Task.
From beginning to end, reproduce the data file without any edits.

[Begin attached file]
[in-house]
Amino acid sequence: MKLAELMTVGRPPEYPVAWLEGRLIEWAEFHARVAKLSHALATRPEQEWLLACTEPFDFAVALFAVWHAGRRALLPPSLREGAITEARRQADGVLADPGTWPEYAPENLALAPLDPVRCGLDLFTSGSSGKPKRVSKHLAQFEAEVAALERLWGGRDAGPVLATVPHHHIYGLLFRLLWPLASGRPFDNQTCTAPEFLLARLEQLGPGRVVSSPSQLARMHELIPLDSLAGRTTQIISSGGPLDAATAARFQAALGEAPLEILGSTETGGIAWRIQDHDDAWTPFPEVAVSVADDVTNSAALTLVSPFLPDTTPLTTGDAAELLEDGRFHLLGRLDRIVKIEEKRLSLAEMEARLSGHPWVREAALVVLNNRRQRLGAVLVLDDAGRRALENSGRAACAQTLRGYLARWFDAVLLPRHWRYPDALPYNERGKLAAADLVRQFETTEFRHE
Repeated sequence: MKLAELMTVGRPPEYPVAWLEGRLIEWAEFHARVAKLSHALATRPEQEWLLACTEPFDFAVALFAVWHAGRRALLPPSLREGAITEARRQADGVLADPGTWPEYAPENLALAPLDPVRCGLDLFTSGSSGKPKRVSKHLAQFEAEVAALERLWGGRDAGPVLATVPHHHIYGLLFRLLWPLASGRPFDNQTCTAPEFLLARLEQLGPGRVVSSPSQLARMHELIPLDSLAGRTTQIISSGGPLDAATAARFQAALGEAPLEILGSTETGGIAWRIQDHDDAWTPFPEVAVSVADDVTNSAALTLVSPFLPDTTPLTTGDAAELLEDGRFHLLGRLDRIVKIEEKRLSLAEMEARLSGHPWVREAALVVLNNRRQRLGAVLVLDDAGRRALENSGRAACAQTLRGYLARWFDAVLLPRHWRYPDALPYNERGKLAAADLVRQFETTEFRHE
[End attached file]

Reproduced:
[in-house]
Amino acid sequence: MKLAELMTVGRPPEYPVAWLEGRLIEWAEFHARVAKLSHALATRPEQEWLLACTEPFDFAVALFAVWHAGRRALLPPSLREGAITEARRQADGVLADPGTWPEYAPENLALAPLDPVRCGLDLFTSGSSGKPKRVSKHLAQFEAEVAALERLWGGRDAGPVLATVPHHHIYGLLFRLLWPLASGRPFDNQTCTAPEFLLARLEQLGPGRVVSSPSQLARMHELIPLDSLAGRTTQIISSGGPLDAATAARFQAALGEAPLEILGSTETGGIAWRIQDHDDAWTPFPEVAVSVADDVTNSAALTLVSPFLPDTTPLTTGDAAELLEDGRFHLLGRLDRIVKIEEKRLSLAEMEARLSGHPWVREAALVVLNNRRQRLGAVLVLDDAGRRALENSGRAACAQTLRGYLARWFDAVLLPRHWRYPDALPYNERGKLAAADLVRQFETTEFRHE
Repeated sequence: MKLAELMTVGRPPEYPVAWLEGRLIEWAEFHARVAKLSHALATRPEQEWLLACTEPFDFAVALFAVWHAGRRALLPPSLREGAITEARRQADGVLADPGTWPEYAPENLALAPLDPVRCGLDLFTSGSSGKPKRVSKHLAQFEAEVAALERLWGGRDAGPVLATVPHHHIYGLLFRLLWPLASGRPFDNQTCTAPEFLLARLEQLGPGRVVSSPSQLARMHELIPLDSLAGRTTQIISSGGPLDAATAARFQAALGEAPLEILGSTETGGIAWRIQDHDDAWTPFPEVAVSVADDVTNSAALTLVSPFLPDTTPLTTGDAAELLEDGRFHLLGRLDRIVKIEEKRLSLAEMEARLSGHPWVREAALVVLNNRRQRLGAVLVLDDAGRRALENSGRAACAQTLRGYLARWFDAVLLPRHWRYPDALPYNERGKLAAADLVRQFETTEFRHE